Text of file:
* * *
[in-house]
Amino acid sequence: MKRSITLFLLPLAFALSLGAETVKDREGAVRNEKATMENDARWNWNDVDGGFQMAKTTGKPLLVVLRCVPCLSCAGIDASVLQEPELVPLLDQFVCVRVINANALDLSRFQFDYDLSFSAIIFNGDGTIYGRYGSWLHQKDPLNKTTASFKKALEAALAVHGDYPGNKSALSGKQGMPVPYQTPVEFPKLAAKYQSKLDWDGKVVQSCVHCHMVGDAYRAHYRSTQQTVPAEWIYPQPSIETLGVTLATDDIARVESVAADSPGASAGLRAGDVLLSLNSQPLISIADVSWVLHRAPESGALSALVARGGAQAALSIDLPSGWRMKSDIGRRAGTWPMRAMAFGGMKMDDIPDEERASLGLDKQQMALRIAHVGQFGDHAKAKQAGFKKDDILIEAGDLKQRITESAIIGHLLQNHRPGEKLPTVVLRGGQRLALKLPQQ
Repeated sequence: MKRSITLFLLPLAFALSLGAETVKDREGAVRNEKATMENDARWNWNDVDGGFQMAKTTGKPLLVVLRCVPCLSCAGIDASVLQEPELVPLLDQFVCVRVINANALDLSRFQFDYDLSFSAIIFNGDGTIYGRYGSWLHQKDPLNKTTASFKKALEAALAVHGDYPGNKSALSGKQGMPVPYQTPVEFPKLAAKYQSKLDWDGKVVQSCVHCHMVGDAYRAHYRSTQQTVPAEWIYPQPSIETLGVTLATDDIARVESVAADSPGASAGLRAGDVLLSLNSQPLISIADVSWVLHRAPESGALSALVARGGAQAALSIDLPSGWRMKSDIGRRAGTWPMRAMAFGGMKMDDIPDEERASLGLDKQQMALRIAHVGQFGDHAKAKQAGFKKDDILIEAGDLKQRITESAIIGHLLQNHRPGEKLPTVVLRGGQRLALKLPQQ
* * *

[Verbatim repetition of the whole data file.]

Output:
[in-house]
Amino acid sequence: MKRSITLFLLPLAFALSLGAETVKDREGAVRNEKATMENDARWNWNDVDGGFQMAKTTGKPLLVVLRCVPCLSCAGIDASVLQEPELVPLLDQFVCVRVINANALDLSRFQFDYDLSFSAIIFNGDGTIYGRYGSWLHQKDPLNKTTASFKKALEAALAVHGDYPGNKSALSGKQGMPVPYQTPVEFPKLAAKYQSKLDWDGKVVQSCVHCHMVGDAYRAHYRSTQQTVPAEWIYPQPSIETLGVTLATDDIARVESVAADSPGASAGLRAGDVLLSLNSQPLISIADVSWVLHRAPESGALSALVARGGAQAALSIDLPSGWRMKSDIGRRAGTWPMRAMAFGGMKMDDIPDEERASLGLDKQQMALRIAHVGQFGDHAKAKQAGFKKDDILIEAGDLKQRITESAIIGHLLQNHRPGEKLPTVVLRGGQRLALKLPQQ
Repeated sequence: MKRSITLFLLPLAFALSLGAETVKDREGAVRNEKATMENDARWNWNDVDGGFQMAKTTGKPLLVVLRCVPCLSCAGIDASVLQEPELVPLLDQFVCVRVINANALDLSRFQFDYDLSFSAIIFNGDGTIYGRYGSWLHQKDPLNKTTASFKKALEAALAVHGDYPGNKSALSGKQGMPVPYQTPVEFPKLAAKYQSKLDWDGKVVQSCVHCHMVGDAYRAHYRSTQQTVPAEWIYPQPSIETLGVTLATDDIARVESVAADSPGASAGLRAGDVLLSLNSQPLISIADVSWVLHRAPESGALSALVARGGAQAALSIDLPSGWRMKSDIGRRAGTWPMRAMAFGGMKMDDIPDEERASLGLDKQQMALRIAHVGQFGDHAKAKQAGFKKDDILIEAGDLKQRITESAIIGHLLQNHRPGEKLPTVVLRGGQRLALKLPQQ